Dear Diane, The level of trust required for any society to sort of work is an interesting question. Because you are surely right that we cannot literally check out everything we're told in the media. What I tend to do is trust the data on matters about which I have profound ignorance, and be skeptical about what I know well (because I can check it out). But I know there are risks in this survival habit. So the other thing I do—when I'm beyond my depth—is rely on "my" experts in each field—the folks in each field...

Dear Deb, Don't worry about our agreeing too much! If we are really going to "bridge differences," then we should constantly seek common ground. I like small schools, but I also like middle-size schools. About ten years ago, Valerie Lee of the University of Michigan did a study in which she asked what was the ideal size for a high school, and she concluded that the ideal school was small enough for kids to be known by the teachers, but large enough to mount a reasonable curriculum. The best size for a high school, she decided, based on a review ...

Dear Diane, We better be careful, or we'll too often think alike! In 1989 I wrote an op-ed for The New York Times entitled "Small is Sensible." I love big cities, I began, but not big schools. I still feel the same way—about both. "Critics worry," says a NY Times editorial (July 6th) that the "new small schools...handpick the most desirable and most easily educated students". True or false? "It may be true", the editorial continues. Still, "given the improvement," full speed ahead. Duh? The same issue is arising now in Boston. It worries me—because not only...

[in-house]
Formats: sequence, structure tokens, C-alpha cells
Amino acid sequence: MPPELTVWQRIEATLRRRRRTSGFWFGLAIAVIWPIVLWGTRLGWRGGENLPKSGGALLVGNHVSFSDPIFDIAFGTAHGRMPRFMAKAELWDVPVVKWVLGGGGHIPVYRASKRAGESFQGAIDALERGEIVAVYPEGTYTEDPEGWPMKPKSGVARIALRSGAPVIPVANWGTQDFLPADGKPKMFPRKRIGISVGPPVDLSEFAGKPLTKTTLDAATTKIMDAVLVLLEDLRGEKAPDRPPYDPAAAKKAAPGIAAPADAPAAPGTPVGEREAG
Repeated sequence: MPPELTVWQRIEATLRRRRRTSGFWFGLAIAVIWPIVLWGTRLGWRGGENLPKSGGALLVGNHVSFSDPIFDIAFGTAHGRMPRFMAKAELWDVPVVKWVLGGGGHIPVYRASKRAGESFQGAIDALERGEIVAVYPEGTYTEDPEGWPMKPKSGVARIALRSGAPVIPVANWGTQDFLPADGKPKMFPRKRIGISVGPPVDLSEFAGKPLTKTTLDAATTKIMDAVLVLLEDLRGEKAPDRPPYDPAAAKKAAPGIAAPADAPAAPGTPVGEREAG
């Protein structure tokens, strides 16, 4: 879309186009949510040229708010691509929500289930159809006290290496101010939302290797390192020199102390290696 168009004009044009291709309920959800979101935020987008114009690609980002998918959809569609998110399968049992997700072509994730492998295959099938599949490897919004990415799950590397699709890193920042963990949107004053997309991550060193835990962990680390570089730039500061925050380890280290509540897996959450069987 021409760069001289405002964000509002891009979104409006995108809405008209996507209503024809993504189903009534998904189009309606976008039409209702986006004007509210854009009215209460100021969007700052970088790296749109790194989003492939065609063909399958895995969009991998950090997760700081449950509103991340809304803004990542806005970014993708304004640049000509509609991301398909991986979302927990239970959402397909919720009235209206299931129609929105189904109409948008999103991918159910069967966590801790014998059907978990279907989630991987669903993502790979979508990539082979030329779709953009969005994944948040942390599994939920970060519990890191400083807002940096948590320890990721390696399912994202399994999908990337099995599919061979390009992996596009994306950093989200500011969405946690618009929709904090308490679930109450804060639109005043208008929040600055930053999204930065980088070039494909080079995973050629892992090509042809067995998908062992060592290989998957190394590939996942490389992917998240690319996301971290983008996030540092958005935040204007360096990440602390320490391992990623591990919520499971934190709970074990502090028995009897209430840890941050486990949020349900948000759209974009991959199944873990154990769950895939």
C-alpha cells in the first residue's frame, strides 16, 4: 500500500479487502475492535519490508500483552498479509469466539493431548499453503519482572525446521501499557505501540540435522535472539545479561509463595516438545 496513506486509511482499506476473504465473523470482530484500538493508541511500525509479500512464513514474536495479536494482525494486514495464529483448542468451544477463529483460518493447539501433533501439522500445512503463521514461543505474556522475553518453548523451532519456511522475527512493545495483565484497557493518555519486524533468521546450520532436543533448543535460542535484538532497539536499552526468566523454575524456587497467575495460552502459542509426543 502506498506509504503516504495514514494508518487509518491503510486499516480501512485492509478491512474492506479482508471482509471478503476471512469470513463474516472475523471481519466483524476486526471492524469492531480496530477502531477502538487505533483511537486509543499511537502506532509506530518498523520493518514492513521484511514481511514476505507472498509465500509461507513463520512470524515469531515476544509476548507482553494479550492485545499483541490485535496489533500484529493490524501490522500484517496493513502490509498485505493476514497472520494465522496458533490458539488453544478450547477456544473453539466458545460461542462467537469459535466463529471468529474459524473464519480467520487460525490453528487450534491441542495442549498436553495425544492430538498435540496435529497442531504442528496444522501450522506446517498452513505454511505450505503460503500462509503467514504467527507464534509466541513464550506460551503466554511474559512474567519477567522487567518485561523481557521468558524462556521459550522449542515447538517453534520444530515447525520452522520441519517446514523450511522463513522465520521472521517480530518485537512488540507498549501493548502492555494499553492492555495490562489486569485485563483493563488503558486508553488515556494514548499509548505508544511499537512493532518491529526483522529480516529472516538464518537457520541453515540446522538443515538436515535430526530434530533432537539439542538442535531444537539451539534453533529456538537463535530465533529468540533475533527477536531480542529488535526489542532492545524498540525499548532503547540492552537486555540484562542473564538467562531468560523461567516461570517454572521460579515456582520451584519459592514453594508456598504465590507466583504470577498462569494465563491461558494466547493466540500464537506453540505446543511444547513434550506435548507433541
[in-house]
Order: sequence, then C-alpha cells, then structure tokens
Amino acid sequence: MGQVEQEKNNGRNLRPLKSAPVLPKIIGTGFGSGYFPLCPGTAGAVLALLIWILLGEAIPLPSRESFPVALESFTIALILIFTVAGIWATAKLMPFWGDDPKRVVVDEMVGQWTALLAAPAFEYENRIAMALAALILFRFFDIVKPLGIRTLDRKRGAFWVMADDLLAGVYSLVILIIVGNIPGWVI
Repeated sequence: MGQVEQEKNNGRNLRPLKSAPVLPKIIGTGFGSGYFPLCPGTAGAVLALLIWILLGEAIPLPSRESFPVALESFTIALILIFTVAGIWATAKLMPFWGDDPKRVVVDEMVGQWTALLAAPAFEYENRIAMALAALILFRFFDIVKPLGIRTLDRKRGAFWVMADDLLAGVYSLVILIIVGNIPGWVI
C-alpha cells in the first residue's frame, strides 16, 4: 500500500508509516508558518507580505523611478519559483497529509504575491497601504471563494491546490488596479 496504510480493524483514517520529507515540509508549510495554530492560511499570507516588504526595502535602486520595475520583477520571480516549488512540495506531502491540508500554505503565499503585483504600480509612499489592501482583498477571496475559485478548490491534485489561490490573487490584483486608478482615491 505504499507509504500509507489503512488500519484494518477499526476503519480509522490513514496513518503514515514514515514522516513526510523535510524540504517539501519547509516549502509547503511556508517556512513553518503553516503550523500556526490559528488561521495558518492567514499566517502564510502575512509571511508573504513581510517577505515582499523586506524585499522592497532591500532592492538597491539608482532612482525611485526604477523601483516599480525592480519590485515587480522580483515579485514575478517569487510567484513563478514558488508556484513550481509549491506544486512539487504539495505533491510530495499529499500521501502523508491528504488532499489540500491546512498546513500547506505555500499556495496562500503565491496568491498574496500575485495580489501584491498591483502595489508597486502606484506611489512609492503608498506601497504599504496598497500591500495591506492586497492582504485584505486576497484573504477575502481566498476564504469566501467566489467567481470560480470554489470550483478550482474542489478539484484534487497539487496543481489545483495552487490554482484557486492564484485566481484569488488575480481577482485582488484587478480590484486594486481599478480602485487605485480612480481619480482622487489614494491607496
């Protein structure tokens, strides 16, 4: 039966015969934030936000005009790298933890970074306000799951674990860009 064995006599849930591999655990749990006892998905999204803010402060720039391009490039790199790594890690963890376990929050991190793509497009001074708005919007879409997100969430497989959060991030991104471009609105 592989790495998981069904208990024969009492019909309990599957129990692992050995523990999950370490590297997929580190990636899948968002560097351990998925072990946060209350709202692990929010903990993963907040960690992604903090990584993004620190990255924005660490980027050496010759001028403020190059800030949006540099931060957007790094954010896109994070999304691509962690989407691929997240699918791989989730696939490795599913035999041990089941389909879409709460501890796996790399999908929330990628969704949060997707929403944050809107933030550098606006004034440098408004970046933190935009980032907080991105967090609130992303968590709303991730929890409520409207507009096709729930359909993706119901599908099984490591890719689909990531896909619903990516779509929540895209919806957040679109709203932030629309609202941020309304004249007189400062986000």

Dear Deb, You raise important questions about the trustworthiness of the data that government agencies release. I would hope that every math course, not just advanced courses, would teach students how numbers can be interpreted in different ways for different purposes. I have always thought that one of the truly impressive qualities of athletics was the honesty of the numbers. If the score at the end of nine innings in a baseball game is 9-2, you know who won the game. In a basketball game, the basket is set at a certain height, and the ball has to enter the ...

Dear Diane, The disturbing comments in your final paragraph deserve a wide audience. It is always hard to know when we are being alarmists, and when we are understating a dangerous trend. Maybe schools were once less worrisome because they simply played a much smaller role in our lives and life itself was a teacher of common sense. But all roads lead to Rome, so while it may appear that I'm switching subjects, Diane, it leads to the same place. I read the story a few weeks ago about Carol and Joe Reich's struggle to retain control over the public ...

The opinions expressed in Bridging Differences are strictly those of the author(s) and do not reflect the opinions or endorsement of Editorial Projects in Education, or any of its publications.

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